Lumbar Decompression Surgery

Lumbar decompression surgery is a type of spinal surgery performed to treat some conditions affecting the lower back (lumbar spine) that haven't responded to other treatments. The main aim of this type of surgery is to improve problems affecting the legs, such as persistent pain and numbness, caused by pressure on the nerves in the spine. Lumbar decompression surgery is often used to treat spinal stenosis, slipped disc, sciatica, spinal injuries and metastatic spinal cord compression. There are two common types of spine surgery decompression procedures: Microdiscectomy and lumbar laminectomy.

Advantages: There is good evidence that decompression surgery can be an effective treatment for people with severe pain caused by compressed nerves. Up to three in every four people who have the operation experience a significant improvement in pain.


When can the patient go back to work after surgery?

The patient can go back to work after complete healing. The decision is also based on the type of job and the occupation of the patient. Most people return after four to six weeks if their job is not physically demanding.

Can the patient drive after the surgery?

After complete healing from the surgery in about 6 weeks’ time the patient can drive. Patient should not be taking any painkillers that can make them drowsy. Patient should be comfortable in the driving position and able to fully control the car.

What will happen post-surgery?

Immediately after surgery, patient will have some pain in and around the area of the surgery. Patient will receive pain relieving medications. The original leg pain before surgery improves considerably improves immediately post-surgery, however, six weeks rest is necessary for complete heal and to be fit for normal activities.

Related Procedures
  • Spinal Cord Injury Treatment

    Spinal cord is a bundle of nerves that runs down the middle of the back. It carries signals back and forth between the body and the brain. A spinal cord injury disrupts the signals. Spinal cord injuries usually begin with a blow that fractures or dislocates the vertebrae, the bone disks that make up the spine.

  • Spine Surgery

    Spine surgery is traditionally done as "open surgery," meaning the area being operated on is opened with a long incision to allow the surgeon to view and access the anatomy. In recent years, however, technological advances have allowed more spine conditions to be treated with a minimally invasive surgical technique.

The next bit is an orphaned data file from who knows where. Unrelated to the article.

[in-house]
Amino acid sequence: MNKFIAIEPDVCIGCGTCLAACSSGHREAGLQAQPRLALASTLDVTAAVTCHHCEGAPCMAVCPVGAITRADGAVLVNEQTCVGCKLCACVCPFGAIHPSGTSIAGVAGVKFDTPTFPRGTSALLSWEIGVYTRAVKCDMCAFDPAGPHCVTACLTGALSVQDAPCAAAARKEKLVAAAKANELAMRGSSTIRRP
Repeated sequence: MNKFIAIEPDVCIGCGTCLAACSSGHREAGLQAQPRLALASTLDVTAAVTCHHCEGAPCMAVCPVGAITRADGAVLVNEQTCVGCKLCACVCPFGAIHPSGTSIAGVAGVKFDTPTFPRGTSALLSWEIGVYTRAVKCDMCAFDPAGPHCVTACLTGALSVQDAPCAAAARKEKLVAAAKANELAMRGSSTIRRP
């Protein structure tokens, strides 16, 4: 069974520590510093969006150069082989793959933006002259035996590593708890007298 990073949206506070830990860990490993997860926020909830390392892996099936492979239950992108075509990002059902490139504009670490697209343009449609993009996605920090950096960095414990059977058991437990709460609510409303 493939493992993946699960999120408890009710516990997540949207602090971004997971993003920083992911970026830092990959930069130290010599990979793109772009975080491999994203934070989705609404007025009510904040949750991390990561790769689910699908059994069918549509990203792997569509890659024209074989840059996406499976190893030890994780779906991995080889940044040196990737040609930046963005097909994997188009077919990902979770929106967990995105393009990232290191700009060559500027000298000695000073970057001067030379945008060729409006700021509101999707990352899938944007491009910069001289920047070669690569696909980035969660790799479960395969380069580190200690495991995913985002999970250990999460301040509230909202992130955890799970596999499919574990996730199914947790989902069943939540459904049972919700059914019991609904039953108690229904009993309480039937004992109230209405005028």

• Neck Surgery

    Neck pain may be caused by disc degeneration, narrowing of the spinal canal, arthritis, and, in rare cases, cancer or meningitis. There are times when surgery is the best option for treating the medical condition responsible for the neck pain.

  • Lumbar Fusion Surgery

    Lumbar fusion (Arthrodesis) is a major surgery performed to permanently join together two or more bones in the spine so there is no movement between them. These bones are called vertebrae. A lumbar fusion surgery is designed to stop the motion at a painful vertebral segment, which in turn should decrease pain generated from the joint.

  • Endoscopic Spine Surgery

    Endoscopic Spine Surgery is a type of state-of-the-art surgery that uses small tubular system or micro incisions, assisted with an endoscope or microscope. This type of surgery provides patients with quicker recovery and less pain than traditional spine surgery. It preserves normal spine mobility because the spine is not fused with screws and rods.

  • Cervical or Lumbar Spinal Stenosis Treatment

    Spinal stenosis is a narrowing of the spinal canal, which places pressure on the spinal cord. If the stenosis is located on the lower part of the spinal cord it is lumbar spinal stenosis. Stenosis in the upper part of the spinal cord is cervical spinal stenosis.

  • Back Pain Treatment

    Almost everyone will experience back pain at some point in their lives. This pain can vary from mild to severe. It can be short-lived or long-lasting. However it happens, back pain can make many everyday activities difficult to do.